William Stratton

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Billy Stratton
William Stratton.jpg
Chair of the National Governors Association
In office
June 23, 1957 – May 18, 1958
Preceded by Thomas B. Stanley
Succeeded by LeRoy Collins
32nd Governor of Illinois
In office
January 12, 1953 – January 9, 1961
Lieutenant John William Chapman
Preceded by Adlai Stevenson
Succeeded by Otto Kerner Jr.
Treasurer of Illinois
In office
January 8, 1951 – January 12, 1953
Governor Adlai Stevenson
Preceded by Ora Smith
Succeeded by Elmer J. Hoffman
In office
January 11, 1943 – January 8, 1945
Governor Dwight H. Green
Preceded by Warren Wright
Succeeded by Conrad F. Becker
Member of the U.S. House of Representatives
from Illinois's at-large district
In office
January 3, 1947 – January 3, 1949
Preceded by Emily Taft Douglas
Succeeded by Constituency abolished
In office
January 3, 1941 – January 3, 1943
Preceded by John Martin
Thomas Smith
Succeeded by Stephen A. Day
Personal details
Born (1914-02-26)February 26, 1914
Ingleside, Illinois, U.S.
Died March 2, 2001(2001-03-02) (aged 87)
Resting place Rosehill Cemetery
Political party Republican
Spouse(s) Shirley Stratton
Education University of Arizona (BA)
Military service
Allegiance  United States
Service/branch  United States Navy
Years of service 1945–1946
Rank Lieutenant
Battles/wars World War II

William Grant Stratton (February 26, 1914 – March 2, 2001),[1][2] known as "Billy the Kid", was the 32nd Governor of Illinois from 1953 to 1961, succeeding Adlai Stevenson II in that office.[3]

Born February 26, 1914 in Ingleside, Lake County, Illinois, the son of William J. Stratton, an Illinois politician, and Zula Van Wormer Stratton, he served two non-consecutive terms as an at-large Congressman from Illinois, elected in 1940 and 1946. He was elected State Treasurer in 1944 and 1950. He won the Republican nomination for governor in 1952, then defeated Lt. Governor Sherwood Dixon to become the youngest governor in America at that time.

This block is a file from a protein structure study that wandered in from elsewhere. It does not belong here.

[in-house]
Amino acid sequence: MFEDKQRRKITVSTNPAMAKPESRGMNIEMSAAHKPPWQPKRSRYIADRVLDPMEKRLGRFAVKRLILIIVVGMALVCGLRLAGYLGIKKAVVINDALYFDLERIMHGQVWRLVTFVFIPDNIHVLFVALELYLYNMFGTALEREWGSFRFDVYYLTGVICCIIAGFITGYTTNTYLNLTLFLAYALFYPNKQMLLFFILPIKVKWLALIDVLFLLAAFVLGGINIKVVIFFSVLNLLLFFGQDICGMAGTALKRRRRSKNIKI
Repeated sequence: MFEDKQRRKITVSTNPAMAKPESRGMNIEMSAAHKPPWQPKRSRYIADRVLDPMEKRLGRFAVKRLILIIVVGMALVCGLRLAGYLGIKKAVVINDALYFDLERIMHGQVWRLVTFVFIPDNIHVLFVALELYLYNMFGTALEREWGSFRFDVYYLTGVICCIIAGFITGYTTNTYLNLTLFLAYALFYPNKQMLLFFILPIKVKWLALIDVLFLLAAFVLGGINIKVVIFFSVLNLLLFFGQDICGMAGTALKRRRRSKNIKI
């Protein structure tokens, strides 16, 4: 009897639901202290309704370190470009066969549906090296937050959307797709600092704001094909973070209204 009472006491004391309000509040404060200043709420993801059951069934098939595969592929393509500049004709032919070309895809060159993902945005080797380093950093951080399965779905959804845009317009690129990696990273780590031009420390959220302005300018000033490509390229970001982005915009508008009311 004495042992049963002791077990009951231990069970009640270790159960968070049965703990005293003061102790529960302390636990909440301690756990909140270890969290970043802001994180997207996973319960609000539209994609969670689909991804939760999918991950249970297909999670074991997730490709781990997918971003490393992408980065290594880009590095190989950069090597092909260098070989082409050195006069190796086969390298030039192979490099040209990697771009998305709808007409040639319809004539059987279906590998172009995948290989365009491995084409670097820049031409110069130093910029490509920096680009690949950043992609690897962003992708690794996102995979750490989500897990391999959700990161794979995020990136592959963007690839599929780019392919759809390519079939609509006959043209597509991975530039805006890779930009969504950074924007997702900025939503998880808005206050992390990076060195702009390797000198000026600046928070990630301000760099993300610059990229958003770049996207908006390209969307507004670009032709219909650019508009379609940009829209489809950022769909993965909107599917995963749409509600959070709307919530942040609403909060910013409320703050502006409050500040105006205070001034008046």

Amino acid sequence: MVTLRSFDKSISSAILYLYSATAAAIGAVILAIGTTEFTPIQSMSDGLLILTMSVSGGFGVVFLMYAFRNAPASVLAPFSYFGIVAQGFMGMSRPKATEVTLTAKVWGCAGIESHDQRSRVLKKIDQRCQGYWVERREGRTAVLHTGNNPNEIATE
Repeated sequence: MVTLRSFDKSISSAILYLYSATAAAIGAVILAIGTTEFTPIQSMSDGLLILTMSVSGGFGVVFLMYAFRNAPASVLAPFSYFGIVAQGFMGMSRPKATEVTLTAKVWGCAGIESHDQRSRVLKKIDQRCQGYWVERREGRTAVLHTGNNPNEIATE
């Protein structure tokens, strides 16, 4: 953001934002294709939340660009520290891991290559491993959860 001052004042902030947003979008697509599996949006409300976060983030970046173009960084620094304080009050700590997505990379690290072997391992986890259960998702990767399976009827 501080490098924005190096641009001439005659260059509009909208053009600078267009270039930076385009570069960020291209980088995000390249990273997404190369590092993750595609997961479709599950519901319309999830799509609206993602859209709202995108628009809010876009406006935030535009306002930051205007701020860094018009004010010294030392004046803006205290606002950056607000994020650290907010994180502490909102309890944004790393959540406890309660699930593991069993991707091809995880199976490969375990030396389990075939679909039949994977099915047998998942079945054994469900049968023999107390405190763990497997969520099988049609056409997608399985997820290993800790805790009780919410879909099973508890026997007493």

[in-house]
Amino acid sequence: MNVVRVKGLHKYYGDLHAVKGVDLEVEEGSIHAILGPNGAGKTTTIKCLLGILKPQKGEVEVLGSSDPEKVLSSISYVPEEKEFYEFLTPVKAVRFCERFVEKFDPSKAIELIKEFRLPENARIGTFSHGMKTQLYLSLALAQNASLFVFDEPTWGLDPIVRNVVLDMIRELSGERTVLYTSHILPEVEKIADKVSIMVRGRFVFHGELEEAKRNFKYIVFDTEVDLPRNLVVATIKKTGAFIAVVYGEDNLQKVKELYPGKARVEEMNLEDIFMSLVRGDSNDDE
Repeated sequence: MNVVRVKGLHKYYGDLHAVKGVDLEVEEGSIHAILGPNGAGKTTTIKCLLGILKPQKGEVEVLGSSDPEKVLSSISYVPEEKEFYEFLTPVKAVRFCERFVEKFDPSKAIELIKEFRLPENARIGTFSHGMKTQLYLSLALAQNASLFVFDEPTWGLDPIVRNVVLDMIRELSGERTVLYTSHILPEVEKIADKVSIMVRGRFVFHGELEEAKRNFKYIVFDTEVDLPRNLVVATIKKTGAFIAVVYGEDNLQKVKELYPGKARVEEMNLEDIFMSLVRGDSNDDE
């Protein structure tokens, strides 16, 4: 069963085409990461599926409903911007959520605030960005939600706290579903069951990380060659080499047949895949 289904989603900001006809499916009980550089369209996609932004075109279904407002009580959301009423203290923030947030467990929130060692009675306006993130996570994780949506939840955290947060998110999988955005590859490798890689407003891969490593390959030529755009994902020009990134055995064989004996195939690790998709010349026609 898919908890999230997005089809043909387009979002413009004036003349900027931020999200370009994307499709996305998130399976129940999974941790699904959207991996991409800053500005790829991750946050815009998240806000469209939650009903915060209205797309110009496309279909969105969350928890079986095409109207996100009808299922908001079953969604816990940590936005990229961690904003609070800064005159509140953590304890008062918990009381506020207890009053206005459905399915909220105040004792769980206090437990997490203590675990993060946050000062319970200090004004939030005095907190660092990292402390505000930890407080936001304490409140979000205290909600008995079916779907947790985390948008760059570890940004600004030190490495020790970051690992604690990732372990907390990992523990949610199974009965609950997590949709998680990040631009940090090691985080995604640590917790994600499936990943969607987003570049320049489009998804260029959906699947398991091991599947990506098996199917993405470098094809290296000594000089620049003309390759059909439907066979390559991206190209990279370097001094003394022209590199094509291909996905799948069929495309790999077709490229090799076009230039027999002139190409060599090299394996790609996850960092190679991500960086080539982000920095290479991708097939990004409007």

Stratton was re-elected governor in 1956. In 1960 he ran for an unprecedented third consecutive term, but was defeated by Democrat Otto Kerner, Jr.

Stratton was acquitted on charges of tax evasion in 1965.[4] In 1968, he ran in the Republican primary for Governor and was defeated by Richard B. Ogilvie.

In retirement, Stratton resided in Chicago. At the time of his death, he was a member of the Illinois Civil Service Commission.

He died at Northwestern Memorial Hospital in Chicago on March 2, 2001, aged 87. Among his pallbearers were his successors as governor, James R. Thompson, Jim Edgar, and George Ryan.

The following are named in his honor:

References[edit]

U.S. House of Representatives
Preceded by
John Martin
Thomas Smith
Member of the U.S. House of Representatives
from Illinois's at-large congressional district

1941–1943
Served alongside: Stephen A. Day
Succeeded by
Stephen A. Day
Preceded by
Emily Taft Douglas
Member of the U.S. House of Representatives
from Illinois's at-large congressional district

1947–1949
Constituency abolished
Political offices
Preceded by
Warren Wright
Treasurer of Illinois
1943–1945
Succeeded by
Conrad F. Becker
Preceded by
Ora Smith
Treasurer of Illinois
1951–1953
Succeeded by
Elmer J. Hoffman
Preceded by
Adlai Stevenson
Governor of Illinois
1953–1961
Succeeded by
Otto Kerner Jr.
Preceded by
Thomas B. Stanley
Chair of the National Governors Association
1957–1958
Succeeded by
LeRoy Collins
Party political offices
Preceded by
Dwight H. Green
Republican nominee for Governor of Illinois
1952, 1956, 1960
Succeeded by
Charles H. Percy